Only the greatest and most renowned cinematic masterpieces (or at least those with a large enough amount of reviews) are awarded a 100% Rotten Tomatoes score, with few films receiving the prestigious honor. It takes the best of the best to nab the coveted rating, and is the ultimate triumph for filmmakers and entertainment studios when the rare occurrence comes to fruition.
Rotten Tomatoes is a popular review-aggregation website for both film and television, and since its launch in 1998 has become a leading platform for audiences and critics to express their opinions on newly-released flicks. The “Tomatometer Rankings” connects to the practice of viewers throwing rotten tomatoes when disapproving of a poor stage performance; the higher the percentage a movie receives, the more “fresh” it is and, at least theoretically, better in the show business world.
Updated October 14th, 2022: If you love universally acclaimed films, you’ll be happy to know we’ve updated this article with additional content and entries.
To earn a certified fresh and perfect Rotten Tomatoes score is no easy accomplishment, which makes it all the more thrilling when a picture is able to do so. Indeed, most recently, Marcel the Shell with Shoes debuted with a perfect score on Rotten Tomatoes. Sometimes, the choices are surprising and seem a bit arbitrary. Nonetheless, usually cinema’s most admired and celebrated films have achieved the victory, ranging in a wide array of genres and subjects. The 1931 horror classic Frankenstein graces the illustrious list, as do two of the best Disney movies and even an Arnold Schwarzenegger ‘80s action extravaganza. Let’s take a look at some of the best movies which have also gotten the revered 100% Rotten Tomatoes score.
12/12 12 Angry Men (1957)
It’s been remade for both stage and screen, but the original 1957 effort, led by Henry Fonda, takes the cake. 12 Angry Men takes place after the closing arguments in a murder trial, where the 12 members of the jury must deliberate. A guilty verdict means death for the accused, an inner-city teen. As the dozen men try to reach a unanimous decision while sequestered in a room, one juror (Fonda) casts considerable doubt on elements of the case.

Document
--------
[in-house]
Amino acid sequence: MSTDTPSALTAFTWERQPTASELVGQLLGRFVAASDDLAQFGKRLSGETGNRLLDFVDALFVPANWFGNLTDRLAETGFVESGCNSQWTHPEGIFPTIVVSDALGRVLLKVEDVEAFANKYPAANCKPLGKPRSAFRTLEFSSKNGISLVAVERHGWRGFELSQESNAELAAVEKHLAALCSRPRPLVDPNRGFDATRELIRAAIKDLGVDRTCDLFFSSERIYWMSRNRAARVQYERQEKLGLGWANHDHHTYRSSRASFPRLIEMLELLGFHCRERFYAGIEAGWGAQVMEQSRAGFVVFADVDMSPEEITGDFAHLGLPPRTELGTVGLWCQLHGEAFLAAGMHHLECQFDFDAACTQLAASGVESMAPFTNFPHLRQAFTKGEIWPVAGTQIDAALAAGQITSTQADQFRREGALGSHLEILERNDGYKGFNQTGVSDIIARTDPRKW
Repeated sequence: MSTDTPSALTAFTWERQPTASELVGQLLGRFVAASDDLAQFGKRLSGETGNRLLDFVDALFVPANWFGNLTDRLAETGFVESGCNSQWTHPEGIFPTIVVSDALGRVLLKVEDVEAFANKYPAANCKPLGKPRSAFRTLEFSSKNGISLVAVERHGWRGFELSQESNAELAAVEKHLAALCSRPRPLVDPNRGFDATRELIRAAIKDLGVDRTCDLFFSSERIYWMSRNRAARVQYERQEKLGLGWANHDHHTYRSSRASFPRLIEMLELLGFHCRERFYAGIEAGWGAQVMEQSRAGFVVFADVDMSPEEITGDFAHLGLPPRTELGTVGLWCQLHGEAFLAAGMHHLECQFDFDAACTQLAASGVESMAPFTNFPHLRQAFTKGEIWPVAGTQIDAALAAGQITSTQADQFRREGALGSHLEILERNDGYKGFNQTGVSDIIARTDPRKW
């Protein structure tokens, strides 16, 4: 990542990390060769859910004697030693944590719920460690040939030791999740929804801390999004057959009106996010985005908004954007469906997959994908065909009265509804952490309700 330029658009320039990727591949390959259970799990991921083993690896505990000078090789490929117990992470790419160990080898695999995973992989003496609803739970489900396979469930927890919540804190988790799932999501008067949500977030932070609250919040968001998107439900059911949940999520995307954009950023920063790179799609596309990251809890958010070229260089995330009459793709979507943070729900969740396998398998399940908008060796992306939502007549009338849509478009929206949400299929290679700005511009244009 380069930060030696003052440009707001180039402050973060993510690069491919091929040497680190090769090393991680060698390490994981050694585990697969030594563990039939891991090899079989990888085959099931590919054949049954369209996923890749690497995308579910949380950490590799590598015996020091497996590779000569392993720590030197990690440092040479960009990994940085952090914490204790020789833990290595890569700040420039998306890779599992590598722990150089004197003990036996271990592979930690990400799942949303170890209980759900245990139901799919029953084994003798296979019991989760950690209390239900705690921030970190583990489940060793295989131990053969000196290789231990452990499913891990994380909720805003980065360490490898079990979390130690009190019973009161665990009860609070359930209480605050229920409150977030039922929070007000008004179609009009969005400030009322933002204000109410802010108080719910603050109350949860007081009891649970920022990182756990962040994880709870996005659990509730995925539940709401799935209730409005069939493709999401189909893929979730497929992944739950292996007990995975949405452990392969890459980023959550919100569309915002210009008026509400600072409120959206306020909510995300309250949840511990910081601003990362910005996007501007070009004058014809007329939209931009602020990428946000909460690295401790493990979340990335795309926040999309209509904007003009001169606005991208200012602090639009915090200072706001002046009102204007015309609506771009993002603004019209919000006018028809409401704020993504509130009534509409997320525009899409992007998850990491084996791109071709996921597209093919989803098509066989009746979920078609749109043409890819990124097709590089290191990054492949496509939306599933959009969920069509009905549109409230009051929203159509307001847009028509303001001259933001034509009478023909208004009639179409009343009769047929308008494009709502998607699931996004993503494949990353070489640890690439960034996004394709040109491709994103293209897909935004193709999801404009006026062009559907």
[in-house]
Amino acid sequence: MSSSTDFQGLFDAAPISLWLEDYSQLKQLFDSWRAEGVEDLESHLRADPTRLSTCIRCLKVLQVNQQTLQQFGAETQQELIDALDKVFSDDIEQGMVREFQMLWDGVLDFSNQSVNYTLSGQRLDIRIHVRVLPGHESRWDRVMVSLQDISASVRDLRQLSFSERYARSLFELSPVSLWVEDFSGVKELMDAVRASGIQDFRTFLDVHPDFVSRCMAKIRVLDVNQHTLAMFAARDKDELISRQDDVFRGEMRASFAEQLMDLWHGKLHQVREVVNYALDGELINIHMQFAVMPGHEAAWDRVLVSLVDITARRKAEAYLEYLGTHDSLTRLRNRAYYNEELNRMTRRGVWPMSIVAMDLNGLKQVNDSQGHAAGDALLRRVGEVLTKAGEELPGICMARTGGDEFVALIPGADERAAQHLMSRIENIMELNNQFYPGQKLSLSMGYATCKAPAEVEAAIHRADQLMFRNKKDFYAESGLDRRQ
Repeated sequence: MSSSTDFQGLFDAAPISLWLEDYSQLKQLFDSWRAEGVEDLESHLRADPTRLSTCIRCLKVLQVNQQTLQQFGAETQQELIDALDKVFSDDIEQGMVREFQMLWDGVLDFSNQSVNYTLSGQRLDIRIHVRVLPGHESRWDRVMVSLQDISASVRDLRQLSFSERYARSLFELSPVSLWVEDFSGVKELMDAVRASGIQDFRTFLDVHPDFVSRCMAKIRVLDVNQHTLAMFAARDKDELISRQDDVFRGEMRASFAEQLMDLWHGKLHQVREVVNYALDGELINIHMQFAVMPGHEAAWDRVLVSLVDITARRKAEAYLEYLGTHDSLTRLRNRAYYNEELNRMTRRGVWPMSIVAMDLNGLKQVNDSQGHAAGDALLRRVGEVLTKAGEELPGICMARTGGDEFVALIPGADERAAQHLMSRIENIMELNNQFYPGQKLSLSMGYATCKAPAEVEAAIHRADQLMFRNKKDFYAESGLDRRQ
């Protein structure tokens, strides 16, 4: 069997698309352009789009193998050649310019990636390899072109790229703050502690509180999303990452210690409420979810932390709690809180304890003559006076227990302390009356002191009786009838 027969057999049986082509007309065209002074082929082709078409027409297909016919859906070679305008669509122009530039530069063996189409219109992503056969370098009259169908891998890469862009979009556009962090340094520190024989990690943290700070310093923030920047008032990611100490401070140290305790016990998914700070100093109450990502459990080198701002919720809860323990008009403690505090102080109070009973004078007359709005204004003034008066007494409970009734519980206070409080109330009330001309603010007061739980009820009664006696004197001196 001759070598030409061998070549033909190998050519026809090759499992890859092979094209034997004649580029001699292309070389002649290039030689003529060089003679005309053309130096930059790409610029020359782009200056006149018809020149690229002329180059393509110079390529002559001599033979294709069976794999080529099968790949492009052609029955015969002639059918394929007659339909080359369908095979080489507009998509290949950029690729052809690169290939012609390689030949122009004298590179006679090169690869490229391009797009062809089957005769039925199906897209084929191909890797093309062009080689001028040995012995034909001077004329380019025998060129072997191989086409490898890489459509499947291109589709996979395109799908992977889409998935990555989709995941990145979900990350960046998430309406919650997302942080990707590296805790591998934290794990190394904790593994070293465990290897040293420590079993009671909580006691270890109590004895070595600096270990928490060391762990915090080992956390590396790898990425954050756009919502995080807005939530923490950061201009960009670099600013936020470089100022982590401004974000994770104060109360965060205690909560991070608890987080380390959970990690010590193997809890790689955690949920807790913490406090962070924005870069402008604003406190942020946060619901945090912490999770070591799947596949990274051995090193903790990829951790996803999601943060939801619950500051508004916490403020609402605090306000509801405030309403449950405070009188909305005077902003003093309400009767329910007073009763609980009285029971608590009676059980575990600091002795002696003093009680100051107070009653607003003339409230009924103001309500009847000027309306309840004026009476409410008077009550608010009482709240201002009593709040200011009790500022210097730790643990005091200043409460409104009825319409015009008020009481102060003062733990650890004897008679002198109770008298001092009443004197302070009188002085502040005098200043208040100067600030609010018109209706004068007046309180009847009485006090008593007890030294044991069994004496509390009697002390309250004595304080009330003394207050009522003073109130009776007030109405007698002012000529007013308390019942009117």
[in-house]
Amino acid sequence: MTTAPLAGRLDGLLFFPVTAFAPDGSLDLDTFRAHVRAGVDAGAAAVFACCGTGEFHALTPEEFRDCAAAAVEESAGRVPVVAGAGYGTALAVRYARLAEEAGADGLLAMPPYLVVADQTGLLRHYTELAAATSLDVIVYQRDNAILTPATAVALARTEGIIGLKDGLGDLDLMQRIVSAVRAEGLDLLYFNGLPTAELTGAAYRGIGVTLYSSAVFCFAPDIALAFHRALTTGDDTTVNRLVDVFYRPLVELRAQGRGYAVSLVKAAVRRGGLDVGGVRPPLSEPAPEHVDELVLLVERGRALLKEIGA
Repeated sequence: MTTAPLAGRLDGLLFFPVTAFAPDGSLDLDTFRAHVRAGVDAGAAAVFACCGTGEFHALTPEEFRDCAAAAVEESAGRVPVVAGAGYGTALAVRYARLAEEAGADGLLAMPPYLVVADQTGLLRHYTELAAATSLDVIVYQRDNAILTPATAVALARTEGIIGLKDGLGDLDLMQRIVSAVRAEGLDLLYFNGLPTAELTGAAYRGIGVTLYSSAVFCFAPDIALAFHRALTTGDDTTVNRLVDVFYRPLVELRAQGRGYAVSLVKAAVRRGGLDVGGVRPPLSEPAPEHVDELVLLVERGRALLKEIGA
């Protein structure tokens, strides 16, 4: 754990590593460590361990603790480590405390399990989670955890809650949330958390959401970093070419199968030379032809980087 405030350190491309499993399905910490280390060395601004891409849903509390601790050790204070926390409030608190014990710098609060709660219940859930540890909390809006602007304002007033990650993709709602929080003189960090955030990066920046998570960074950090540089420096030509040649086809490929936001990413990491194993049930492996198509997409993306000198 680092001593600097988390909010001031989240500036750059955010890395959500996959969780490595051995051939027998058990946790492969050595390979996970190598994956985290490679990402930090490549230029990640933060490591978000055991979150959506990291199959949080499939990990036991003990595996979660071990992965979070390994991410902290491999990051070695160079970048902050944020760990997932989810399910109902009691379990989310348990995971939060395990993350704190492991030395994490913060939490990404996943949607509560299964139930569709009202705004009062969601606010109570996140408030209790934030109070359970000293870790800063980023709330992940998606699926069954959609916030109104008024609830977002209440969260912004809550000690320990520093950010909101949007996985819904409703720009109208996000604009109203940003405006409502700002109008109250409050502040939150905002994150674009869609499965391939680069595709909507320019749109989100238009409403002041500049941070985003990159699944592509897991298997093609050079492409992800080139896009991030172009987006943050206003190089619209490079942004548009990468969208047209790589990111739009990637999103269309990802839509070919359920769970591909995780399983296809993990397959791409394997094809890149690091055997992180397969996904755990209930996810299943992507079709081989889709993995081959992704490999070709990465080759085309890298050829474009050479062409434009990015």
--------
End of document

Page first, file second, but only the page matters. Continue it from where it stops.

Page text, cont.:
Personal issues soon rise to the surface, and conflict threatens to derail the delicate process that will decide one boy’s fate. In addition to maintaining a 100% rating on Rotten Tomatoes over the years, the film is also near the top of list for best courtroom dramas by the American Film Institute for their AFI’s 10 Top 10 list. It’s not to be missed, especially for the true cinephiles who consume the classics.
11/12 Frankenstein (1931)
The iconic 1931 horror classic Frankenstein famously features Boris Karloff as the notorious movie monster, having been assembled from body parts by the obsessed titular scientist as part of an unorthodox experiment. The cinematic staple is based on the renowned Mary Shelley novel, and utilizes the skills of distinguished creature feature make-up artist Jack Pierce, who would later design and create the looks for fellow monsters The Mummy and The Wolf Man.
Dracula legend Bela Lugosi was tied to the picture with the film’s initial director Robert Florey, but was dissatisfied with the character and scope of the role, reportedly claiming that, “I was a star in my country and I will not be a scarecrow over here!” Frankenstein was a knockout success with both critics and audiences, with Karloff’s brilliant performance and the flick going on to have a significant impact on pop culture and the face of film, as well as spawning a number of sequels, spin-offs, and adaptations.